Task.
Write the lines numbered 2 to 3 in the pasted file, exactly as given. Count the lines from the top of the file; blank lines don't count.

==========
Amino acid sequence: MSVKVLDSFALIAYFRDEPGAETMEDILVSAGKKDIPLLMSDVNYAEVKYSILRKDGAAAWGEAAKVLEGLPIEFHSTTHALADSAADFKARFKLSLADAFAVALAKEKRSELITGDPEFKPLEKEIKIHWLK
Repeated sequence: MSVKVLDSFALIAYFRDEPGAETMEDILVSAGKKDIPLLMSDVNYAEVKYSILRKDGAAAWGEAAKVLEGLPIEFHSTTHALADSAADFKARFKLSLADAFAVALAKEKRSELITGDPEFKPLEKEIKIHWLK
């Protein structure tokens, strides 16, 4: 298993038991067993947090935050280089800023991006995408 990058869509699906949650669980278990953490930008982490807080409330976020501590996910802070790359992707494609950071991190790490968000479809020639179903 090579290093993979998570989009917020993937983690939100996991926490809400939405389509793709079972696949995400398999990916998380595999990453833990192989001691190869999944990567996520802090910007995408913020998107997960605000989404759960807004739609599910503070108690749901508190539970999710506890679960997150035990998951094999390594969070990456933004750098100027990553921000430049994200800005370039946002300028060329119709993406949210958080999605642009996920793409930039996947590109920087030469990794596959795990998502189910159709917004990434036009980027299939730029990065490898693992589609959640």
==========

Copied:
Repeated sequence: MSVKVLDSFALIAYFRDEPGAETMEDILVSAGKKDIPLLMSDVNYAEVKYSILRKDGAAAWGEAAKVLEGLPIEFHSTTHALADSAADFKARFKLSLADAFAVALAKEKRSELITGDPEFKPLEKEIKIHWLK
């Protein structure tokens, strides 16, 4: 298993038991067993947090935050280089800023991006995408 990058869509699906949650669980278990953490930008982490807080409330976020501590996910802070790359992707494609950071991190790490968000479809020639179903 090579290093993979998570989009917020993937983690939100996991926490809400939405389509793709079972696949995400398999990916998380595999990453833990192989001691190869999944990567996520802090910007995408913020998107997960605000989404759960807004739609599910503070108690749901508190539970999710506890679960997150035990998951094999390594969070990456933004750098100027990553921000430049994200800005370039946002300028060329119709993406949210958080999605642009996920793409930039996947590109920087030469990794596959795990998502189910159709917004990434036009980027299939730029990065490898693992589609959640």